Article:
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Book Review: “City on the Line”

The views expressed are those of the author and do not necessarily reflect the views of ASPA as an organization.

By Darin Atteberry
December 3, 2018

When I consider the changes Fort Collins has gone through in recent history, one of the most transformational was our shift to budgeting for outcomes (BFO) in 2005.

Moving from traditional across-the-board increases and cuts to creating a budget based on priorities and outcomes was—and often still is—a revolutionary approach for government agencies. In Fort Collins, BFO made us more accountable to our community, elected officials and colleagues. It pushed us to offer greater transparency into our expenses, operations and performance. We moved from the days of a “trust us” model of government, to one highly data driven, able to demonstrate the efficacy of every program and service. And when we cannot demonstrate those things, BFO drives us to have hard conversations about whether to continue.

In many ways, BFO was the first step in many transformational changes over the past 13 years, from developing a city-wide strategic plan, to voters passing a sales tax increase during the height of the Great Recession, to being named a Malcolm Baldrige National Quality Award recipient in 2017.

More than one decade into this experience, I can say without a doubt that BFO has made us a better organization and better able to serve our community. It forced us to focus on what residents really want from their local government, to prioritize those things and to innovate and collaborate to achieve them.

In his new book, “City on the Line”, Andrew Kleine, former budget director for the City of Baltimore, candidly shares his experiences moving Baltimore to a similar outcome-based budget process. It is a must-read for all interested in greater accountability and innovation in government. Baltimore’s journey is a fantastic example of how to deploy a new budget model against the backdrop of local government complexities.

Kleine explains the often-bureaucratic government budget processes with clarity and humor, sharing personal examples from Baltimore and other communities, offering compelling counter-arguments to common objections to overhauling the budget structure.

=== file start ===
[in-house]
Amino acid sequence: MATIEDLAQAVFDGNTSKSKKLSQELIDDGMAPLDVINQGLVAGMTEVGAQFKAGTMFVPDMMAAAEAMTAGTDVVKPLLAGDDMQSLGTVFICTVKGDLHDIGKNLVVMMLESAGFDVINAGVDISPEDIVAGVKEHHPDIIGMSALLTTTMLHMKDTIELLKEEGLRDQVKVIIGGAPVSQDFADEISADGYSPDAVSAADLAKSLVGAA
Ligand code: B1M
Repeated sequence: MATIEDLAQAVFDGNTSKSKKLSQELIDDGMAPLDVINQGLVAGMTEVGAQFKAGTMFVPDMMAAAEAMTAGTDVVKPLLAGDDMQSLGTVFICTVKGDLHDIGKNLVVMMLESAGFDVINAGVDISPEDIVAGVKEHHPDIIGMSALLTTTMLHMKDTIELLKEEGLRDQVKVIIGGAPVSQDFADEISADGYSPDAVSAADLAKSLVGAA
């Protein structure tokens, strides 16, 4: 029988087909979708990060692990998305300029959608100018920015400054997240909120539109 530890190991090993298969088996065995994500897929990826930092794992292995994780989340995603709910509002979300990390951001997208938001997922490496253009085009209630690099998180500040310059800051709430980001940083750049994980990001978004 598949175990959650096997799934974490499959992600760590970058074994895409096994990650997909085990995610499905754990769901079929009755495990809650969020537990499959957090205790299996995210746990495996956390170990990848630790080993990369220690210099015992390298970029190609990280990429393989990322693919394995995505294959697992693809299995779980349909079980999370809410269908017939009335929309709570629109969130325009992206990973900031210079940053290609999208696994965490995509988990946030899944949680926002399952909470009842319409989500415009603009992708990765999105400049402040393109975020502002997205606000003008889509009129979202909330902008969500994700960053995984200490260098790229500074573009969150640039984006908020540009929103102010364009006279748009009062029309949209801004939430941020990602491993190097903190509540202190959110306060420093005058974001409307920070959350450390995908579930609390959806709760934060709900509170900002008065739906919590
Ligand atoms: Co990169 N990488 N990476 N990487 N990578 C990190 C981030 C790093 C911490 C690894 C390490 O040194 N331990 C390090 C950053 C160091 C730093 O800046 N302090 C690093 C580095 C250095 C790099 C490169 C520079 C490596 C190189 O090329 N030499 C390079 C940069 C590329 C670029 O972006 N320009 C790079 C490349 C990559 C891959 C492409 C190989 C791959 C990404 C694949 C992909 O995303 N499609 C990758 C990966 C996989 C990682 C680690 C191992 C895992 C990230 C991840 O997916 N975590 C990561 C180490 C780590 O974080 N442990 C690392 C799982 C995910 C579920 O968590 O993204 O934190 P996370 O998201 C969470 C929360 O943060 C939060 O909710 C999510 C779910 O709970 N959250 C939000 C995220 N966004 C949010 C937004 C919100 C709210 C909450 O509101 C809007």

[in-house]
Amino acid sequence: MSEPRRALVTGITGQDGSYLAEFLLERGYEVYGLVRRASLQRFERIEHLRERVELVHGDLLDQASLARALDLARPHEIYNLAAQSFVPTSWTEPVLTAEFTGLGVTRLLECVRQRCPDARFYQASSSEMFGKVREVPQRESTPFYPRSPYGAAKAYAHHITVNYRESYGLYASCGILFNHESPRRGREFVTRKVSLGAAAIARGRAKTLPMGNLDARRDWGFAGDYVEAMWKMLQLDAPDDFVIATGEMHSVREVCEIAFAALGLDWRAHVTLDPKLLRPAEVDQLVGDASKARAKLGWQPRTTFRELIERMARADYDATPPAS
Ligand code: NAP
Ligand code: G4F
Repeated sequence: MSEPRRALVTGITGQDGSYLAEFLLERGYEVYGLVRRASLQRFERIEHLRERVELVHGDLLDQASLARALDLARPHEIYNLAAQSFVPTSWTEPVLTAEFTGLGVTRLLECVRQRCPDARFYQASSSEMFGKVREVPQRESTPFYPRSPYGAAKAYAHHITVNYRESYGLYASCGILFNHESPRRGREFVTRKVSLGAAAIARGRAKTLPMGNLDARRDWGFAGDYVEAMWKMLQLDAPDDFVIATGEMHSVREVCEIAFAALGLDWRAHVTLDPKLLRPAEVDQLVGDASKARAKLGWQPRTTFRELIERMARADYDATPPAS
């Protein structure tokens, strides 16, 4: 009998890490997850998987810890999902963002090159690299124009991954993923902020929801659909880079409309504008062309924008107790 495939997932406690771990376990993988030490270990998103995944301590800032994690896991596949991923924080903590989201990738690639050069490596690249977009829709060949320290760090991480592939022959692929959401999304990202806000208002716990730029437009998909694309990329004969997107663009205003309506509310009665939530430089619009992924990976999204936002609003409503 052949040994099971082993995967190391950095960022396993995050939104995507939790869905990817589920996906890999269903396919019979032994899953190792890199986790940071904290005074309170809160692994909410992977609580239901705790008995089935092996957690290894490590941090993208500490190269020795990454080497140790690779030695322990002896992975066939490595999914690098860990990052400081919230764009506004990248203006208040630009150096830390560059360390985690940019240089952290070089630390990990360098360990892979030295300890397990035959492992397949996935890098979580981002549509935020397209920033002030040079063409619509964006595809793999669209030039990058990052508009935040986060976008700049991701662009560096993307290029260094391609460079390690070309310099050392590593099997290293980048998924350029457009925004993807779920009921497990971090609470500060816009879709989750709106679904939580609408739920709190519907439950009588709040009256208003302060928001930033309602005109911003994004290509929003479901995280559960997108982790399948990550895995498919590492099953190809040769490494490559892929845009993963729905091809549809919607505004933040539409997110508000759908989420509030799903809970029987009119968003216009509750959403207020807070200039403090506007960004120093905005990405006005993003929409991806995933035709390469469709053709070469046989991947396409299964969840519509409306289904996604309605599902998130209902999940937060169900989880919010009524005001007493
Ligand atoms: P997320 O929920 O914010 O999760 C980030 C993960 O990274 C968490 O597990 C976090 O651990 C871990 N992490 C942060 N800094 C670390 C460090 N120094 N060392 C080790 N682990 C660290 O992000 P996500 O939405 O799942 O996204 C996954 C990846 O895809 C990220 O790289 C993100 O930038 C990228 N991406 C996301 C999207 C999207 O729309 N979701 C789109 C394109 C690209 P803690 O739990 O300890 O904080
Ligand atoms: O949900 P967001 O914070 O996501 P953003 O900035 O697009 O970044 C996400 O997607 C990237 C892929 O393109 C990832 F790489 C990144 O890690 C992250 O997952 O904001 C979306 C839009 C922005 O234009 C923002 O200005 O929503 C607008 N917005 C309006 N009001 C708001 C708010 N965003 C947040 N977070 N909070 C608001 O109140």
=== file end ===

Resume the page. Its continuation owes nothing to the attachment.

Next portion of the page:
“City on the Line” uses Baltimore’s history with outcome-based budgeting as the primary example of how local governments can not only weather economic challenges, but also leverage their budgets to spur innovation. How? By moving the focus to outcomes themselves, not the ways we traditionally have achieved them.

An outcome is not the mere existence of a city program, service or staff position. Rather, those services are how we achieve the desired outcomes. The emphasis on outcomes is not just a budget exercise. Cities of all sizes can prepare for the future through strategic planning and aligning resources to achieve specific goals. A focus on outcomes—not methods—spurs innovation as we look hard at what actually will move the needle toward our targets.

Baltimore serves as a great example of the celebrations and challenges of outcome-based budgeting. It takes more work than the status quo. It takes more time, more thought, more wrestling through tough questions. But, it is possible. In “City on the Line”, Kleine has given us an instructive, well written playbook for how to begin the journey, all while reminding us that communities get the best value for their tax dollars when they are used to achieve tangible results with measurable improvements.

Several years ago, I read a magazine article that posed the question: “What is the thing you believe that no one else believes?” Immediately, I knew my answer: I absolutely believe that local government can be great.

We can be great when we focus on specific outcomes and performance measures to provide the best services for our communities. The methods Kleine outlines will help lead local governments to great service delivery and great results.

Author: Darin Atteberry is the city manager for the City of Fort Collins, Colorado, a position he has held since December 2004. In 2013, he was named Entrepreneur of the Year by the Colorado State University College of Business and in 2016, he was elected as a fellow of the National Academy of Public Administration. He received his Bachelor of Science from California Polytechnic State University. He can be reached at [email protected].

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